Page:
It’s mid-August and plans for the upcoming school year are still largely uncertain. Much of California will begin the school year with online distance learning instead of in-person instruction. But things could change at any time – and not necessarily for the better.

If you have a child in school, you likely realize that there are difficult tradeoffs with any decision school districts and state government make. And while you are keeping an extra close watch on your child’s mental health throughout these uncertain times, please be on the lookout for a hazard that may be present whether school is in person or online: bullying.

For students in parts of the country resuming in-person education, bullying is both a perennial threat and one that poses unique new opportunities during the pandemic. In some states, for instance, anti-mask and anti-distancing sentiments are strong (usually guided by the beliefs of parents and government officials). In such areas, many students may fail to wear a mask or respect social distancing requests, and they may bully others who are simply trying to protect their own health. The CDC is even warning about the potential for mask bullying and strongly recommending that schools adopt mandatory mask policies along with strategies for responding to negative behavior surrounding masks.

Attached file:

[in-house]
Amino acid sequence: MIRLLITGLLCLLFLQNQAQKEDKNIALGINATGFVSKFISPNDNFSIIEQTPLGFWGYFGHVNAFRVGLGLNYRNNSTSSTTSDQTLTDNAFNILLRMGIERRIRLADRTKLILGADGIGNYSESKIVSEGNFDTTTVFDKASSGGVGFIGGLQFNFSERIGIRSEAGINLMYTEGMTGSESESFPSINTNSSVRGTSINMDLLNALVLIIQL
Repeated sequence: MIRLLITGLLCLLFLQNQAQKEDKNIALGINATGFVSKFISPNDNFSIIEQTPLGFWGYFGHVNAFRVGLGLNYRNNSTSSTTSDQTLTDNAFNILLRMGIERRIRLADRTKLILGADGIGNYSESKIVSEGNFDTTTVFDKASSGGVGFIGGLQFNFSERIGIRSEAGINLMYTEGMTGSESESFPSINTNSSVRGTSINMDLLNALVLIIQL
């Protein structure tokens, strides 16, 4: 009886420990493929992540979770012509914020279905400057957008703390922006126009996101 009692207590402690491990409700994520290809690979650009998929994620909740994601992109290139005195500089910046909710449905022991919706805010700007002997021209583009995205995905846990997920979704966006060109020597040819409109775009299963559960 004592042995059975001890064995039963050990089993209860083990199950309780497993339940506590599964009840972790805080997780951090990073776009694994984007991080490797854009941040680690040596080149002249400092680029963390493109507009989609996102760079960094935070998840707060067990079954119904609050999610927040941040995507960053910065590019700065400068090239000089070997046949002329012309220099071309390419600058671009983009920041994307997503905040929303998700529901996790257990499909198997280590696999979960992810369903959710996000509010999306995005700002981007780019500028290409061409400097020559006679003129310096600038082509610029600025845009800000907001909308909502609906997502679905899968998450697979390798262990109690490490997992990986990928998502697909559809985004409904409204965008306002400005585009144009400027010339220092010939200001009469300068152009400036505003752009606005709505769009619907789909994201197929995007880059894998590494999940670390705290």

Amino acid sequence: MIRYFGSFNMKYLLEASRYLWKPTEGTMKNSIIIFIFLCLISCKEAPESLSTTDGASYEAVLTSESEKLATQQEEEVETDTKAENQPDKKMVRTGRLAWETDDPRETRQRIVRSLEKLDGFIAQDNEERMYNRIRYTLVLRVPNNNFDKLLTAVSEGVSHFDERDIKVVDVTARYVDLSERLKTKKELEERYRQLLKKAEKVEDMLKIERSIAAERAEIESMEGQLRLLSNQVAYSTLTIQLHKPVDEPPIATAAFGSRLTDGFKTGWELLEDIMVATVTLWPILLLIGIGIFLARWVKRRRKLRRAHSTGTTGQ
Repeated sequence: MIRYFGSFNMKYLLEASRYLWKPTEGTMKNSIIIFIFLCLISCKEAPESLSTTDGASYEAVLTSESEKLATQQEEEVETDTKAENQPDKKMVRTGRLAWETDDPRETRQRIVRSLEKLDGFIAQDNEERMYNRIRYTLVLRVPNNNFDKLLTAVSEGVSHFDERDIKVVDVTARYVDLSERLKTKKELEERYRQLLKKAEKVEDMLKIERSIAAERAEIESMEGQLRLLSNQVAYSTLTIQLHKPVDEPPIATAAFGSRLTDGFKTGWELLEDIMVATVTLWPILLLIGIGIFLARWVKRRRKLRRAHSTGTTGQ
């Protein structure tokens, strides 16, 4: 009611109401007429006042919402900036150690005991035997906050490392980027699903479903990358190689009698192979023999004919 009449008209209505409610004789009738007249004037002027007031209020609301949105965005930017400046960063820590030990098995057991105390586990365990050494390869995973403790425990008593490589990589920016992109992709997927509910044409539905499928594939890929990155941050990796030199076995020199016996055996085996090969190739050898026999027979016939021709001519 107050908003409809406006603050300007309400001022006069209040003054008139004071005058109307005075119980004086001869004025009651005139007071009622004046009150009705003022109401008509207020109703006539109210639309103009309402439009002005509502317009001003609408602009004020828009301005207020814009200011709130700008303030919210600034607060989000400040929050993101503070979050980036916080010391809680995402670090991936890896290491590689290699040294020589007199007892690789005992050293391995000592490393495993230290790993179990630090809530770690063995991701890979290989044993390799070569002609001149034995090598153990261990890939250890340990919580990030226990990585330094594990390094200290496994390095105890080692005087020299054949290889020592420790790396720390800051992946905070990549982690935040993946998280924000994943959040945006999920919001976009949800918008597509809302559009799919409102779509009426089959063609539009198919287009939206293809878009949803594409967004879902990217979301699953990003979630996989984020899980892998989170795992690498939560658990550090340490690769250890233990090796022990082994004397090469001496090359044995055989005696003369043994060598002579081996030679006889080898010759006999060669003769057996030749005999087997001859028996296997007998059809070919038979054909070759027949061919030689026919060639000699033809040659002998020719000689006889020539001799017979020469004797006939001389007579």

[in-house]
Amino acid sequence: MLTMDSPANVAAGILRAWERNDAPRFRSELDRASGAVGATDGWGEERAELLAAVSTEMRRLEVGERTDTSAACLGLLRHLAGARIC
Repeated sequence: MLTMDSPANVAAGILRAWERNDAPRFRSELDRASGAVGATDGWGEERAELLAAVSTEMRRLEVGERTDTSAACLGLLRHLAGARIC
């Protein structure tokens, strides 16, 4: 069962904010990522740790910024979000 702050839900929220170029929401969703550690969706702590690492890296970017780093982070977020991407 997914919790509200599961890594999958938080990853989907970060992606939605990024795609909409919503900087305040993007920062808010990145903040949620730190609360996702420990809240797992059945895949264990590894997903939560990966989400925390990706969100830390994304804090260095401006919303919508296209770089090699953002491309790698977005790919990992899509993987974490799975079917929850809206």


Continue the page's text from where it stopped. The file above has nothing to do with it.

For students learning from home – especially those who have been bullied in the past – distance learning is likely a relief from the social hazards they might face in school. But here, parents need to be careful as well. Cyberbullying is pervasive, and your child won’t be immune from bullies just because they are not physically in school. The bullying likely won’t occur on the platforms used for education (like Zoom). Instead, they will probably occur via text or on social media platforms.

If you suspect or learn that your child is being bullied and the school is not doing enough to put a stop to the behavior, it’s time to get a strong legal advocate on your side. Please take a few moments to read our page on school bullying and abuse, then contact us to discuss your rights and legal options.